My main research aim is to determine why is biodiversity – and in particular community structure – geographically distributed in the way it is, and to identify the processes that domain the spatial and temporal dynamics of ecological assemblages. Given the temporal dimension of biogeographical dynamics, I use approaches based on both recent and paleontological data – sometimes in combination with phylogenetic information – as well as theoretical models. Although I am specialized in dung beetles, I work with many different taxa – including other insects, vertebrates, seed plants, brypohytes, or even microorganisms – often at large spatial scales.
I am particularly interested in the origin of the geographic patterns of biodiversity. Here I study how historical factors that operate at regional scales – both past climate changes and evolutionary processes such as extinction or geographic isolation – have an impact on current diversity gradients. I also study how the influence of these factors and current climate varies according to the spatial and temporal scale. Thus, in this area I work at global, continental and regional scales, as well as in different archipelagos; many of my works refer to either continental Europe or the Macaronesian archipelagos (including the Azores and the Canary Islands). My current work aims at unifying into a single framework the different hypotheses about the origin geographic gradients of biodiversity; in particular, the effects of the evolutionary history of species, glaciations and current climate.
A closely related area of research is the organization of biological communities in time and space. Here I have the long-term aim of developing a general framework for community ecology and biogeography, which would integrate all the processes that generate geographic patterns of biodiversity. To do this I work on two main areas: the origin and evolution of island biotas – using theoretical models and empirical data on both the islands and their pools of colonizers; and on the geographical and local determinants of the ecological structure of communities – working with species traits, phylogenies, and recently ecological interaction networks. Apart from the organisms I’m specialized in, here I’ve also started to work on how do biogeographical principles apply to microscopic organisms, in order to explore the possibility of using communities of some of these organisms for experiments in biogeography and ecology of communities that are impossible to achieve at larger scales.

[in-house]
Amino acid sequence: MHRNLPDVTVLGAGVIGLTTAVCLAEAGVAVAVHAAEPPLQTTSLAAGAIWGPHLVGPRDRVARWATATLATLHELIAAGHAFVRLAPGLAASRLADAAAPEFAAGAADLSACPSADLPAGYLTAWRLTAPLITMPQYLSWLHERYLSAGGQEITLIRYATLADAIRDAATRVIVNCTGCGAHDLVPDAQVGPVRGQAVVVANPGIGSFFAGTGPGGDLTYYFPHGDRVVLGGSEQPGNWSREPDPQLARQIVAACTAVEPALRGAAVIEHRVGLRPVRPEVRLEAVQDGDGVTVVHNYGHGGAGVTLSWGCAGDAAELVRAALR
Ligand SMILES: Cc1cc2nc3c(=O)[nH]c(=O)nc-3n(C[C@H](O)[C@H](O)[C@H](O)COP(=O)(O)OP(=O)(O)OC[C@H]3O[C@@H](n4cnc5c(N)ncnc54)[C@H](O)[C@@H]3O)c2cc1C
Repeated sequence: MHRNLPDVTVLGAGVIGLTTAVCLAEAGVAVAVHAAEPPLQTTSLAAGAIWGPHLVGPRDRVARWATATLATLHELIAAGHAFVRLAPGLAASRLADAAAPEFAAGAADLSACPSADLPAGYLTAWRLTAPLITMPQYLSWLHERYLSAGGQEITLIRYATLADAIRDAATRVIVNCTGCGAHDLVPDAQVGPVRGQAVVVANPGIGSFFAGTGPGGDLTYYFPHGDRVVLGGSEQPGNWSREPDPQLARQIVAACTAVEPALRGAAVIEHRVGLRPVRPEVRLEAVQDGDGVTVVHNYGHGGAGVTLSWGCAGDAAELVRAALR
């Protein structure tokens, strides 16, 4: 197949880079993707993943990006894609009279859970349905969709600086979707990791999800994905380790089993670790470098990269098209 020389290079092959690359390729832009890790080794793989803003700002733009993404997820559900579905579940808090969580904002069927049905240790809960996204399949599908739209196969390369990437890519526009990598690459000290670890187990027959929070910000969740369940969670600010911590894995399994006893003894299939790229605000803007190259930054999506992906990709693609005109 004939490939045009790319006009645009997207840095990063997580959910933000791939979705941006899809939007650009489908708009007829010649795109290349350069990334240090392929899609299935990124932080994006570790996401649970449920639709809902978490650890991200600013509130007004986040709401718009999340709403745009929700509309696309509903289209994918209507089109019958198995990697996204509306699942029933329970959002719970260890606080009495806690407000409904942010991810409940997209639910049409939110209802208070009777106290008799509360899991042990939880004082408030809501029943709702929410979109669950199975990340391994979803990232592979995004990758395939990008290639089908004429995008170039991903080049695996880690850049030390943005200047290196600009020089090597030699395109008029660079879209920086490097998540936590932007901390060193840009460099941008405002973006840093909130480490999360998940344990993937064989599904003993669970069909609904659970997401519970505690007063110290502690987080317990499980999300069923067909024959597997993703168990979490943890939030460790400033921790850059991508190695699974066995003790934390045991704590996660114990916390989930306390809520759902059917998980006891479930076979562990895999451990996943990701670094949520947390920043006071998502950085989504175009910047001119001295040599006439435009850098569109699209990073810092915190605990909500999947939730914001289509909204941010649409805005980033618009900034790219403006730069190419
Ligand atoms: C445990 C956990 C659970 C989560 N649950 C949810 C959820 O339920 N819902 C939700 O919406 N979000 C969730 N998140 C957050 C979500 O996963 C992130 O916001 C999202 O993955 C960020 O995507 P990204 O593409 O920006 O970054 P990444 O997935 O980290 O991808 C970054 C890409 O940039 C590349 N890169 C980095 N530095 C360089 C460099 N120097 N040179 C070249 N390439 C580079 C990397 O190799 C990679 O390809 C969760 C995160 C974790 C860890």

A less theoretical line of research – though quite important to study biodiversity in the real world – is the measurement of biological diversity and the biases associated with biodiversity data. My extensive activity in this topic may be grouped into four main themes. The first two are closely related: (i) the development and exploitation of biological databases – where I’ve worked for GBIF and the ATLANTIS databases of Canaries, Azores and Madeira; and (ii) the problems and biases on the data available in these databases – including how to identify bias in historical information about the distribution of biodiversity, determine the reliability of the picture of diversity and species’ ecology provided by such information, and design surveys to cover these deficiencies. In this area I am currently working (in collaboration with other researchers) in the development of maps of the uncertainty in data on the distribution of biodiversity. But I’m not reduced to identify the limitations in the data; I also work on the best way to overcome them and take advantage of biodiversity information for scientific use and conservation assessment. Here I have worked on (iii) the development and evaluation of biodiversity estimators and surrogates – including species richness, dissimilarity and environmental indicators. And I work extensively on (iv) the theoretical needs and limitations of predictive models of the geographic distribution of both species and attributes of biodiversity – such as richness or composition. Although this is a secondary area of research for me (so I rarely lead scientific works), I work regularly in this area, mainly in seeking a more rational use of Species Distribution Models based on solid theoretical foundations.
Finally, as biodiversity research is currently a ‘science of crisis’, I also work on practical applications for conservation and management of biodiversity. In the past I worked on Systematic Conservation Planning and selection of areas for conservation, but I rarely do it now. What I continue to do is to collaborate with researchers on the use of geographical approaches to conservation issues, such as assessing the risk of spread of invasive species, the eventual shifts in species distributions caused by climate change, or determining the ‘extinction debt’ that the historical reduction of native habitats may have on the species endemic to oceanic archipelagos.